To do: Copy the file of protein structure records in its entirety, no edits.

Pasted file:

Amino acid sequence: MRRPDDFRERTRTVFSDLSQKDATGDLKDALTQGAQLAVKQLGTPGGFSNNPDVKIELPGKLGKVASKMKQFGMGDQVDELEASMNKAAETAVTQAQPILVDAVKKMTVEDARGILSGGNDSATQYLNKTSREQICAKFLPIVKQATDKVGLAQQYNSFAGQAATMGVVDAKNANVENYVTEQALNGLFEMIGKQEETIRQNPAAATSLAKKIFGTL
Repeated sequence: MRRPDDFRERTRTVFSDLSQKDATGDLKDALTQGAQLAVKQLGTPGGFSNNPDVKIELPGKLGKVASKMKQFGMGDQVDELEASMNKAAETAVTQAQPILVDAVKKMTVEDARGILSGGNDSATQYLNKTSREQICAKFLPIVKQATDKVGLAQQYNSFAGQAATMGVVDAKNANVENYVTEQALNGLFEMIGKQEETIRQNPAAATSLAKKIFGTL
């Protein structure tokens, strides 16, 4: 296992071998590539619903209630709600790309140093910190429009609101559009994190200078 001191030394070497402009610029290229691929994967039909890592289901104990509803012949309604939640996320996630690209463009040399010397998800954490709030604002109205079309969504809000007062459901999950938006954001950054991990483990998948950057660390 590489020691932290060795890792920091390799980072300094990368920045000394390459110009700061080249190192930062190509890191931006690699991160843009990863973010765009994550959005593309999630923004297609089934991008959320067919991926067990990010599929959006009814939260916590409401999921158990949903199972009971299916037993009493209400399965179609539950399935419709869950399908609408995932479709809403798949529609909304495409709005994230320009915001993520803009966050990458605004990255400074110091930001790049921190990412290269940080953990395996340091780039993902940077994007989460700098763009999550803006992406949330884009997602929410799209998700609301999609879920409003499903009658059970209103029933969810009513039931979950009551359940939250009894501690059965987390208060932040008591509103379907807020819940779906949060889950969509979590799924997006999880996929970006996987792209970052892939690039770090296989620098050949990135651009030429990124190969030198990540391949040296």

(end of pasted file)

Amino acid sequence: MRRPDDFRERTRTVFSDLSQKDATGDLKDALTQGAQLAVKQLGTPGGFSNNPDVKIELPGKLGKVASKMKQFGMGDQVDELEASMNKAAETAVTQAQPILVDAVKKMTVEDARGILSGGNDSATQYLNKTSREQICAKFLPIVKQATDKVGLAQQYNSFAGQAATMGVVDAKNANVENYVTEQALNGLFEMIGKQEETIRQNPAAATSLAKKIFGTL
Repeated sequence: MRRPDDFRERTRTVFSDLSQKDATGDLKDALTQGAQLAVKQLGTPGGFSNNPDVKIELPGKLGKVASKMKQFGMGDQVDELEASMNKAAETAVTQAQPILVDAVKKMTVEDARGILSGGNDSATQYLNKTSREQICAKFLPIVKQATDKVGLAQQYNSFAGQAATMGVVDAKNANVENYVTEQALNGLFEMIGKQEETIRQNPAAATSLAKKIFGTL
């Protein structure tokens, strides 16, 4: 296992071998590539619903209630709600790309140093910190429009609101559009994190200078 001191030394070497402009610029290229691929994967039909890592289901104990509803012949309604939640996320996630690209463009040399010397998800954490709030604002109205079309969504809000007062459901999950938006954001950054991990483990998948950057660390 590489020691932290060795890792920091390799980072300094990368920045000394390459110009700061080249190192930062190509890191931006690699991160843009990863973010765009994550959005593309999630923004297609089934991008959320067919991926067990990010599929959006009814939260916590409401999921158990949903199972009971299916037993009493209400399965179609539950399935419709869950399908609408995932479709809403798949529609909304495409709005994230320009915001993520803009966050990458605004990255400074110091930001790049921190990412290269940080953990395996340091780039993902940077994007989460700098763009999550803006992406949330884009997602929410799209998700609301999609879920409003499903009658059970209103029933969810009513039931979950009551359940939250009894501690059965987390208060932040008591509103379907807020819940779906949060889950969509979590799924997006999880996929970006996987792209970052892939690039770090296989620098050949990135651009030429990124190969030198990540391949040296």